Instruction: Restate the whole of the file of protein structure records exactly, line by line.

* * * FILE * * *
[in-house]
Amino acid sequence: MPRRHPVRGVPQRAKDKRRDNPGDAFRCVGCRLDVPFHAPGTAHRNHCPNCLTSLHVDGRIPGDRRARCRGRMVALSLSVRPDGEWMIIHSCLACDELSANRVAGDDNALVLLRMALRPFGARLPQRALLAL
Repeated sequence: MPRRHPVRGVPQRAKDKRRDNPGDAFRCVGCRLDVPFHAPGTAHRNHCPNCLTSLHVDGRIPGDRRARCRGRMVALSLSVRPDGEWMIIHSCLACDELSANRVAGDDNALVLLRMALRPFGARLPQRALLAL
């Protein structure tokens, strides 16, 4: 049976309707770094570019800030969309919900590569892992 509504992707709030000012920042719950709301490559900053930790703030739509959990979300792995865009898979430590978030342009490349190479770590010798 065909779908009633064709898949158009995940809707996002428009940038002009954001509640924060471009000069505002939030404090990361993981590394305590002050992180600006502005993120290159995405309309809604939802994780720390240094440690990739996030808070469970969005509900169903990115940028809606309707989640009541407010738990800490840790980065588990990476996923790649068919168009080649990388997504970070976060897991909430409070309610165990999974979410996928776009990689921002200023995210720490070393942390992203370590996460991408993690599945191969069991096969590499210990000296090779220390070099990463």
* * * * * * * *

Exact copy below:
[in-house]
Amino acid sequence: MPRRHPVRGVPQRAKDKRRDNPGDAFRCVGCRLDVPFHAPGTAHRNHCPNCLTSLHVDGRIPGDRRARCRGRMVALSLSVRPDGEWMIIHSCLACDELSANRVAGDDNALVLLRMALRPFGARLPQRALLAL
Repeated sequence: MPRRHPVRGVPQRAKDKRRDNPGDAFRCVGCRLDVPFHAPGTAHRNHCPNCLTSLHVDGRIPGDRRARCRGRMVALSLSVRPDGEWMIIHSCLACDELSANRVAGDDNALVLLRMALRPFGARLPQRALLAL
């Protein structure tokens, strides 16, 4: 049976309707770094570019800030969309919900590569892992 509504992707709030000012920042719950709301490559900053930790703030739509959990979300792995865009898979430590978030342009490349190479770590010798 065909779908009633064709898949158009995940809707996002428009940038002009954001509640924060471009000069505002939030404090990361993981590394305590002050992180600006502005993120290159995405309309809604939802994780720390240094440690990739996030808070469970969005509900169903990115940028809606309707989640009541407010738990800490840790980065588990990476996923790649068919168009080649990388997504970070976060897991909430409070309610165990999974979410996928776009990689921002200023995210720490070393942390992203370590996460991408993690599945191969069991096969590499210990000296090779220390070099990463």